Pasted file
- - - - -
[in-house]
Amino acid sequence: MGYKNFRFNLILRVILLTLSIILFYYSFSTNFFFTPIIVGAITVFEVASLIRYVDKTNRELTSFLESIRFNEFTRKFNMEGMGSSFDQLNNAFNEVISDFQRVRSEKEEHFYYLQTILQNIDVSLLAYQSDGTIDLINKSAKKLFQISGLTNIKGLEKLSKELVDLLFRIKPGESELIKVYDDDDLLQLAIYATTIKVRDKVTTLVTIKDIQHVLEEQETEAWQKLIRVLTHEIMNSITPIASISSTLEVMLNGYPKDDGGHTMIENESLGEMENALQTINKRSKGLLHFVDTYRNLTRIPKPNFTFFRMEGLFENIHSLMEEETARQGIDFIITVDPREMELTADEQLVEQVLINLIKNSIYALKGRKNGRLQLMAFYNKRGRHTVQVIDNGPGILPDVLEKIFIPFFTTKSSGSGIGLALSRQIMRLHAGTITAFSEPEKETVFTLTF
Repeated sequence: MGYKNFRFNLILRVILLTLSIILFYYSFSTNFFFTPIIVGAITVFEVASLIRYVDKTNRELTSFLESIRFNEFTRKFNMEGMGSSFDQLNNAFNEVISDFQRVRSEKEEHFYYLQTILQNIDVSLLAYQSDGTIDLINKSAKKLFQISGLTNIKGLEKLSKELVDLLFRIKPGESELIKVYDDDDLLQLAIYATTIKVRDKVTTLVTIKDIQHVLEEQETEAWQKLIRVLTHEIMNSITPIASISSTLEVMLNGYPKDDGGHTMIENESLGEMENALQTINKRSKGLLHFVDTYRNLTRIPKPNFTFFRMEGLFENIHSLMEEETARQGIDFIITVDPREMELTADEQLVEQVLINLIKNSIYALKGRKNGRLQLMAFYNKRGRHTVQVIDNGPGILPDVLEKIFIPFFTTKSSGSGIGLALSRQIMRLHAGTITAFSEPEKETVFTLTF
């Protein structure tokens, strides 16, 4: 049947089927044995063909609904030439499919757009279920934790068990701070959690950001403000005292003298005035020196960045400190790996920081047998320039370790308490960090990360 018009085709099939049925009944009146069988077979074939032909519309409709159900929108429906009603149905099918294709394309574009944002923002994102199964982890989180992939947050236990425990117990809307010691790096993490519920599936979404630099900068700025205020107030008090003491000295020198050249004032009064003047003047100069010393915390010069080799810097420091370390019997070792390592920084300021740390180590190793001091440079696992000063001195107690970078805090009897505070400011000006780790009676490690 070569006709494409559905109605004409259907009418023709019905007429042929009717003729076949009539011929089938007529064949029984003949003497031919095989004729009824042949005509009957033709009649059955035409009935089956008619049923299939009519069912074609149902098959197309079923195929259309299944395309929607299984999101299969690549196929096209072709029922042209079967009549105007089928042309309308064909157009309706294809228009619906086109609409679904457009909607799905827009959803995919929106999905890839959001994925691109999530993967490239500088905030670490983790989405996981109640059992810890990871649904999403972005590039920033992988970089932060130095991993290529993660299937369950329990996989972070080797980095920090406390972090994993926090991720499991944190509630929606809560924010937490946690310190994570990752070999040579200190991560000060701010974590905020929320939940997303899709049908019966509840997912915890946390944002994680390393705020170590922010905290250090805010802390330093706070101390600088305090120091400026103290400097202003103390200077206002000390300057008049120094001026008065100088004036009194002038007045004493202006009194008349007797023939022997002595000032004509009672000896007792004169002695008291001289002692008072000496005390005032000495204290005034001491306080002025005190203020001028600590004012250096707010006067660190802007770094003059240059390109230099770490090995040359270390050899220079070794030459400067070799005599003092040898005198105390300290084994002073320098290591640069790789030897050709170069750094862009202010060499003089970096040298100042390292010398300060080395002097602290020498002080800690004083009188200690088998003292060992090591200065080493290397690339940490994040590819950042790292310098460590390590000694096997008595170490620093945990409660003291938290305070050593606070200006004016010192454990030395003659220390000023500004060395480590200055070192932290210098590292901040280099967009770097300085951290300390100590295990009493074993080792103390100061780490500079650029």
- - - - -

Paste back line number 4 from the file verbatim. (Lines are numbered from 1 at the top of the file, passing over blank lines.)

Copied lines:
């Protein structure tokens, strides 16, 4: 049947089927044995063909609904030439499919757009279920934790068990701070959690950001403000005292003298005035020196960045400190790996920081047998320039370790308490960090990360 018009085709099939049925009944009146069988077979074939032909519309409709159900929108429906009603149905099918294709394309574009944002923002994102199964982890989180992939947050236990425990117990809307010691790096993490519920599936979404630099900068700025205020107030008090003491000295020198050249004032009064003047003047100069010393915390010069080799810097420091370390019997070792390592920084300021740390180590190793001091440079696992000063001195107690970078805090009897505070400011000006780790009676490690 070569006709494409559905109605004409259907009418023709019905007429042929009717003729076949009539011929089938007529064949029984003949003497031919095989004729009824042949005509009957033709009649059955035409009935089956008619049923299939009519069912074609149902098959197309079923195929259309299944395309929607299984999101299969690549196929096209072709029922042209079967009549105007089928042309309308064909157009309706294809228009619906086109609409679904457009909607799905827009959803995919929106999905890839959001994925691109999530993967490239500088905030670490983790989405996981109640059992810890990871649904999403972005590039920033992988970089932060130095991993290529993660299937369950329990996989972070080797980095920090406390972090994993926090991720499991944190509630929606809560924010937490946690310190994570990752070999040579200190991560000060701010974590905020929320939940997303899709049908019966509840997912915890946390944002994680390393705020170590922010905290250090805010802390330093706070101390600088305090120091400026103290400097202003103390200077206002000390300057008049120094001026008065100088004036009194002038007045004493202006009194008349007797023939022997002595000032004509009672000896007792004169002695008291001289002692008072000496005390005032000495204290005034001491306080002025005190203020001028600590004012250096707010006067660190802007770094003059240059390109230099770490090995040359270390050899220079070794030459400067070799005599003092040898005198105390300290084994002073320098290591640069790789030897050709170069750094862009202010060499003089970096040298100042390292010398300060080395002097602290020498002080800690004083009188200690088998003292060992090591200065080493290397690339940490994040590819950042790292310098460590390590000694096997008595170490620093945990409660003291938290305070050593606070200006004016010192454990030395003659220390000023500004060395480590200055070192932290210098590292901040280099967009770097300085951290300390100590295990009493074993080792103390100061780490500079650029």